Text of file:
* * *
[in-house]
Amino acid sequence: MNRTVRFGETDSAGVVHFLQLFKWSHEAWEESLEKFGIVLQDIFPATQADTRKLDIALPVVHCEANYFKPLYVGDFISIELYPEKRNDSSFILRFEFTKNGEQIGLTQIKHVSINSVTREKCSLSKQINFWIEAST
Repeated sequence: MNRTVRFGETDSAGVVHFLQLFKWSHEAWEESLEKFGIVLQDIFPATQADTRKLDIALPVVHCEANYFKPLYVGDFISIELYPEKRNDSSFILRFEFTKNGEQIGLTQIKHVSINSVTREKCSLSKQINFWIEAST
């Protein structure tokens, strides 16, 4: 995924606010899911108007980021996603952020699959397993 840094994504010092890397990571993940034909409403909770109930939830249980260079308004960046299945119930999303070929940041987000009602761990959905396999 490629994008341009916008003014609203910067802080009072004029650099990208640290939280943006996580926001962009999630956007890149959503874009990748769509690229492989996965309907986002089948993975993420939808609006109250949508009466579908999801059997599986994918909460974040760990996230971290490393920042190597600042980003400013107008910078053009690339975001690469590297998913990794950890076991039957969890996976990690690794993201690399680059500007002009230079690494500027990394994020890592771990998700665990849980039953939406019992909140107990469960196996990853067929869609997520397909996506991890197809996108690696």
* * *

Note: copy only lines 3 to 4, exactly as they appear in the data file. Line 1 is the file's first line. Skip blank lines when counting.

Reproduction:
Repeated sequence: MNRTVRFGETDSAGVVHFLQLFKWSHEAWEESLEKFGIVLQDIFPATQADTRKLDIALPVVHCEANYFKPLYVGDFISIELYPEKRNDSSFILRFEFTKNGEQIGLTQIKHVSINSVTREKCSLSKQINFWIEAST
């Protein structure tokens, strides 16, 4: 995924606010899911108007980021996603952020699959397993 840094994504010092890397990571993940034909409403909770109930939830249980260079308004960046299945119930999303070929940041987000009602761990959905396999 490629994008341009916008003014609203910067802080009072004029650099990208640290939280943006996580926001962009999630956007890149959503874009990748769509690229492989996965309907986002089948993975993420939808609006109250949508009466579908999801059997599986994918909460974040760990996230971290490393920042190597600042980003400013107008910078053009690339975001690469590297998913990794950890076991039957969890996976990690690794993201690399680059500007002009230079690494500027990394994020890592771990998700665990849980039953939406019992909140107990469960196996990853067929869609997520397909996506991890197809996108690696």